According to the report, Spencer also said the second set of statements had upset him greatly and that he "contacted his sister to tell her about them almost immediately." Days later, Diana and her brother met privately in London with Bashir for 90 minutes. Other testimony during the inquiry revealed Bashir had other sensational claims at that time about the Royal Family, like suggesting Diana's own son, Prince William, was unaware he was wearing a watch that had been planted on him to spy on his mother.
After growing increasingly suspicious, Spencer no longer felt Bashir was above board. He apologized to his sister for wasting her time and advised her not to have anything further to do him. He assumed the possibility of an interview they had discussed was dismissed, but Diana had already made plans to see the BBC reporter again. In Nov. 1995, just two months after Spencer and Diana had initially met with Bashir, the shattering interview aired and changed Diana's life forever.
Charles Spencer persisted in his search for the truth about the BBC interview for decades.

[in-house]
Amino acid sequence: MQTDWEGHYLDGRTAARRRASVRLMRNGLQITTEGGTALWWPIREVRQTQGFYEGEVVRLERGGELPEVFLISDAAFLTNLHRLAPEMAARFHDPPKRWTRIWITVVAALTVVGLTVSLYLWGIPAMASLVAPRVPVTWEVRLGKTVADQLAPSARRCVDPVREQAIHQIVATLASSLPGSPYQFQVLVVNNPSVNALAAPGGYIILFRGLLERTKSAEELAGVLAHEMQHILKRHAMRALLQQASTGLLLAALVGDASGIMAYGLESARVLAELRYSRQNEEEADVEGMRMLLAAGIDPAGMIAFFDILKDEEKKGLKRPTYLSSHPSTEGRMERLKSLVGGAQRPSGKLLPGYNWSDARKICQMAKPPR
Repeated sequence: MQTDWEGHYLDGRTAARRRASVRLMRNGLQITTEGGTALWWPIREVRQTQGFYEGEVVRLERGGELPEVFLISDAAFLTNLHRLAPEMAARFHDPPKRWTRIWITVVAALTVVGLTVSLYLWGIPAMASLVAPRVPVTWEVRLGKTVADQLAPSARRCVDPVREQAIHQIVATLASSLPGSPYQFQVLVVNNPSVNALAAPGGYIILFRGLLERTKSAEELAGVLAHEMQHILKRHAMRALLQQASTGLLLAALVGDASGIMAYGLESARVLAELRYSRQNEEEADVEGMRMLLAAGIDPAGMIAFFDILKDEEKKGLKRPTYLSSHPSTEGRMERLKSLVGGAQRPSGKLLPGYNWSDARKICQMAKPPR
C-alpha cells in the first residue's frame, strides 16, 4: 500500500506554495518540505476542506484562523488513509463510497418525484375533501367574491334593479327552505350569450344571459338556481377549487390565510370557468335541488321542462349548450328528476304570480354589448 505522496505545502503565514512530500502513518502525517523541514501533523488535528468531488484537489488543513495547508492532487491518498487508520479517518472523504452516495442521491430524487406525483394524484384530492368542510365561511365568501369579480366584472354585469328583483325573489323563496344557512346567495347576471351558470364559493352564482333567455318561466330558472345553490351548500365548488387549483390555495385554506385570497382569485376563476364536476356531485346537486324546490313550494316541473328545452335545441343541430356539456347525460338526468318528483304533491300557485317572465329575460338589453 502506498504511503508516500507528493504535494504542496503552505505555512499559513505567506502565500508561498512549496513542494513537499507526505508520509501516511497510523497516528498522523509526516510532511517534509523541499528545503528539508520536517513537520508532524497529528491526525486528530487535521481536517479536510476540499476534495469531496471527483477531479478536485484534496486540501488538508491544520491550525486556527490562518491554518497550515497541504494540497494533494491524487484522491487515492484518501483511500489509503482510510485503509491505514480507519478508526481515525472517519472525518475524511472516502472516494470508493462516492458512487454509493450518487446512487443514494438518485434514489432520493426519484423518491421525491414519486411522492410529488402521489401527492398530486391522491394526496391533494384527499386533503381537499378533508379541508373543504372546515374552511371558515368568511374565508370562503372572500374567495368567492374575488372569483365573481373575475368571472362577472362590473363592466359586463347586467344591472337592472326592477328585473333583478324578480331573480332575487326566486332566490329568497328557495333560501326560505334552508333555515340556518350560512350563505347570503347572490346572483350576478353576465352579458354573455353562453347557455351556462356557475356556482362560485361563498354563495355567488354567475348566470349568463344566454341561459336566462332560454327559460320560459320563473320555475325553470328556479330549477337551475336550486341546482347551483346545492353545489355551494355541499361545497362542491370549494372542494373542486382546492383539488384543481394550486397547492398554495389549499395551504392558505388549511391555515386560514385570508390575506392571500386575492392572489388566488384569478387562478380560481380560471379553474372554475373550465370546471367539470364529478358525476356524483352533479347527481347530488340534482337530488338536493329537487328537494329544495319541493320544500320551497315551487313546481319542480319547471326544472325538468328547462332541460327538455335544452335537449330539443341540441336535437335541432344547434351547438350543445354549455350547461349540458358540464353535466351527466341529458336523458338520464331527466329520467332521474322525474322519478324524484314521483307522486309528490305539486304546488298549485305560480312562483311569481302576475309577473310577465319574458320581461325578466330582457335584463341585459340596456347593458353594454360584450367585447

Shortly after the broadcast, rumors among BBC staffers began to emerge about how Bashir had landed the interview of the decade. After an internal 1996 BBC investigation by Tony Hall, who went on to become the BBC's director general, found Bashir to be "honest" and "honourable" in his approach, Spencer continued in his quest for the truth.
Years later, in Nov. 2020, Diana's close friend Richard Kay reported in The Daily Mail that Spencer, a former journalist himself, had kept detailed handwritten transcripts of his conversations with Bashir, which he shared with the outlet. After the story was published, the BBC offered to reopen their 1996 internal investigation that had cleared Bashir of any egregious wrongdoing.
To Spencer, that was not enough. He had already received an apology for the false bank statements and insisted the forgeries were just a small part of Bashir's and the BBC's deception. He pushed for another investigation, asked for a portion of the money the BBC made from selling the global rights to the broadcast donated to Diana's charities, and demanded both Bashir and the BBC be stripped of any awards given to them in connection with the interview.